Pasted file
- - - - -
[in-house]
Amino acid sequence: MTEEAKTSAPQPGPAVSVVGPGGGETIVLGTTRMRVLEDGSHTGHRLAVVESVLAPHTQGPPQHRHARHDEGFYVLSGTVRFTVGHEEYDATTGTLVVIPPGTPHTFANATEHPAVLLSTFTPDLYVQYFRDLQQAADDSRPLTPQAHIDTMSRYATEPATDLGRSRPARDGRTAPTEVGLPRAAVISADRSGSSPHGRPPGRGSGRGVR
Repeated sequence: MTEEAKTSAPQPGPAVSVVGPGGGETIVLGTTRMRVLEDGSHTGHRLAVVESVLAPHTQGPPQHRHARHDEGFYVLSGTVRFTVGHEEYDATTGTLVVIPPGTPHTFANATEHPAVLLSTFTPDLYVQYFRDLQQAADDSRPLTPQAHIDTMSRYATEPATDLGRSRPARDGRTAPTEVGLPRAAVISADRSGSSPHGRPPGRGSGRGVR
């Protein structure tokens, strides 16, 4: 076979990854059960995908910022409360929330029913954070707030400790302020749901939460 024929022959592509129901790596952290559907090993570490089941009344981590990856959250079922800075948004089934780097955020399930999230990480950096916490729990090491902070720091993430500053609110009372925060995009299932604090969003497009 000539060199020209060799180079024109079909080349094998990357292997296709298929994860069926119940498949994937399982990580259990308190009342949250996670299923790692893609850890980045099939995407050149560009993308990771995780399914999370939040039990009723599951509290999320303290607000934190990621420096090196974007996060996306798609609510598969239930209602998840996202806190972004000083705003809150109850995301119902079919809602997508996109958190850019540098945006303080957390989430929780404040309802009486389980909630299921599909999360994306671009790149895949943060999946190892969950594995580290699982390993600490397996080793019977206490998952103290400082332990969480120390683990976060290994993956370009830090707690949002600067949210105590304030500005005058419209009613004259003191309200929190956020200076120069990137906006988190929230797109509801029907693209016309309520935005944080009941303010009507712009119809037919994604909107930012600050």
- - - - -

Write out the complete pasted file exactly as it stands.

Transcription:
[in-house]
Amino acid sequence: MTEEAKTSAPQPGPAVSVVGPGGGETIVLGTTRMRVLEDGSHTGHRLAVVESVLAPHTQGPPQHRHARHDEGFYVLSGTVRFTVGHEEYDATTGTLVVIPPGTPHTFANATEHPAVLLSTFTPDLYVQYFRDLQQAADDSRPLTPQAHIDTMSRYATEPATDLGRSRPARDGRTAPTEVGLPRAAVISADRSGSSPHGRPPGRGSGRGVR
Repeated sequence: MTEEAKTSAPQPGPAVSVVGPGGGETIVLGTTRMRVLEDGSHTGHRLAVVESVLAPHTQGPPQHRHARHDEGFYVLSGTVRFTVGHEEYDATTGTLVVIPPGTPHTFANATEHPAVLLSTFTPDLYVQYFRDLQQAADDSRPLTPQAHIDTMSRYATEPATDLGRSRPARDGRTAPTEVGLPRAAVISADRSGSSPHGRPPGRGSGRGVR
């Protein structure tokens, strides 16, 4: 076979990854059960995908910022409360929330029913954070707030400790302020749901939460 024929022959592509129901790596952290559907090993570490089941009344981590990856959250079922800075948004089934780097955020399930999230990480950096916490729990090491902070720091993430500053609110009372925060995009299932604090969003497009 000539060199020209060799180079024109079909080349094998990357292997296709298929994860069926119940498949994937399982990580259990308190009342949250996670299923790692893609850890980045099939995407050149560009993308990771995780399914999370939040039990009723599951509290999320303290607000934190990621420096090196974007996060996306798609609510598969239930209602998840996202806190972004000083705003809150109850995301119902079919809602997508996109958190850019540098945006303080957390989430929780404040309802009486389980909630299921599909999360994306671009790149895949943060999946190892969950594995580290699982390993600490397996080793019977206490998952103290400082332990969480120390683990976060290994993956370009830090707690949002600067949210105590304030500005005058419209009613004259003191309200929190956020200076120069990137906006988190929230797109509801029907693209016309309520935005944080009941303010009507712009119809037919994604909107930012600050």